2. ^ a b c d e Microsoft. "SR 67". Bing Maps (Map). Cartography by Nokia. http://www.bing.com/maps/#Y3A9MzYuNDU2MzYzODA4MTUyODN+LTExMi4xMzU5NjUyMjgwODA3NSZsdmw9MTAmZGlyPTAmc3R5PXImcnRwPXBvcy4zNi4xOTc2MjI4MTQyOTU4MDVfLTExMi4wNTI5MjU1NjQ3ODc4N19uZWFyJTIwS2FpYmFiJTIwUGxhdGVhdS1Ob3J0aCUyMFJpbSUyMFBrd3klMkMlMjBOb3J0aCUyMFJpbSUyQyUyMEFaJTIwODYwNTJfX19hX35wb3MuMzYuNzEzNjc3MTE5Mzk0NDdfLTExMi4yMTU1MDQ1NTk1OTQ3OF9fX19hXyZtb2RlPUQmcnRvcD0wfjB+MH4=. Retrieved March 10, 2011.
  3. ^ National Park Service (PDF). Grand Canyon Area Map (Map). http://www.nps.gov/grca/planyourvisit/upload/GRCAmap2.pdf. Retrieved March 14, 2011.
  4. ^ Clayton, Robin. "Kaibab Plateau – North Rim National Scenic Byway". Arizona Scenic Roads. Arizona Office of Tourism. Archived from the original on 12 April 2011. Retrieved March 14, 2011. 
  5. ^ United States Department of Agriculture (PDF). Kaibab NF Vicinity Map (Map). http://www.fs.usda.gov/Internet/FSE_DOCUMENTS/stelprdb5180563.pdf. Retrieved March 14, 2011.
  6. ^ a b Arizona Scenic Roads. "Kaibab Plateau –North Rim National Scenic Byway". Arizona Office of Tourism. Archived from the original on 12 April 2011. Retrieved March 12, 2011. 
  7. ^ Arizona Department of Transportation (PDF). Transportation District 5 Milepost System (Map). Cartography by Multimodal Planning Division. Archived from the original on 13 April 2011. http://www.azdot.gov/mpd/gis/maps/pdf/tbd5.pdf. Retrieved March 14, 2011.
  8. ^ Arizona Department of Transportation. "State Highway Traffic Log" (PDF). Arizona Department of Transportation. p. 18. Archived from the original on 13 April 2011. Retrieved March 10, 2011. 
  9. ^ a b "Kaibab Plateau – North Rim Parkway: Official Designations". America's Byways. Federal Highway Administration. Retrieved March 15, 2011. 
  10. ^ Arizona Department of Transportation (September 2009) (PDF). National Highway System (Map). Archived from the original on 13 April 2011. http://www.azdot.gov/mpd/gis/maps/pdf/NHS.pdf. Retrieved March 7, 2011.
  11. ^ "The National Highway System". Federal Highway Administration. August 26, 2010. Retrieved January 1, 2011.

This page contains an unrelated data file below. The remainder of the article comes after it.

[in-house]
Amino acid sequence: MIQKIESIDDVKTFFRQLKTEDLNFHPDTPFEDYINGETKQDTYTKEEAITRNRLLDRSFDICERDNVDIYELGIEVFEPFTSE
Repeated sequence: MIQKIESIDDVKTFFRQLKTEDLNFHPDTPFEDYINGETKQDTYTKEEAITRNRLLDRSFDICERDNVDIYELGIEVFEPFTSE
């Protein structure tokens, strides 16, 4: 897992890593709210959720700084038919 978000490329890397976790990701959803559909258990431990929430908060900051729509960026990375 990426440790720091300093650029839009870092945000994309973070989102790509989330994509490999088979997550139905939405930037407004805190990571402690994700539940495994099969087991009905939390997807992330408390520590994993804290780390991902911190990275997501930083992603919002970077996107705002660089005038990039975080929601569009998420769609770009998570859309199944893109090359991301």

12. ^ "Grand Canyon Road Closed for Winter". Deseret News (Salt Lake City). December 10, 2007. Retrieved March 15, 2011. 
  13. ^ National Park Service. "Grand Canyon National Park Operating Hours and Seasons". United States Department of the Interior. Archived from the original on 3 March 2011. Retrieved March 15, 2011. 
  14. ^ Arizona Highway Department (1926). Map of Arizona (Map). http://www.aaroads.com/west/maps/1926-az.php. Retrieved April 10, 2012.
  15. ^ Rand McNally (1927). Auto Road Map of Arizona and New Mexico (Map). Archived from the original on 6 May 2008. http://www.arizonaroads.com/maps/index.html. Retrieved April 29, 2008.
  16. ^ Arizona State Highway Department (1935). Road Map of Arizona (Map). Archived from the original on 6 May 2008. http://www.arizonaroads.com/maps/index.html. Retrieved April 29, 2008.
  17. ^ Sinclair Oil (1938). Road Map of Arizona and New Mexico (Map). Cartography by Rand McNally. Archived from the original on 6 May 2008. http://www.arizonaroads.com/maps/index.html. Retrieved April 29, 2008.
  18. ^ Arizona Department of Transportation (February 25, 1941). "ADOT Right-of-Way Resolution 1941-P-133". Retrieved April 29, 2008. 
  19. ^ Miller, Charles (September 20, 1985). "ADOT Right-of-Way Resolution 1985-09-C-067". Arizona Department of Transportation. Retrieved April 29, 2008. 
  20. ^ Arizona Department of Transportation (April 17, 1987). "ADOT Right-of-Way Resolution 1987-04-A-020". Arizona Department of Transportation. Retrieved March 14, 2011. 
  21. ^ Arizona Department of Transportation (April 17, 1989). "ADOT Right-of-Way Resolution 1989-03-A-020". Arizona Department of Transportation. Retrieved March 14, 2011. 

External links[edit]

Route map: Google / Bing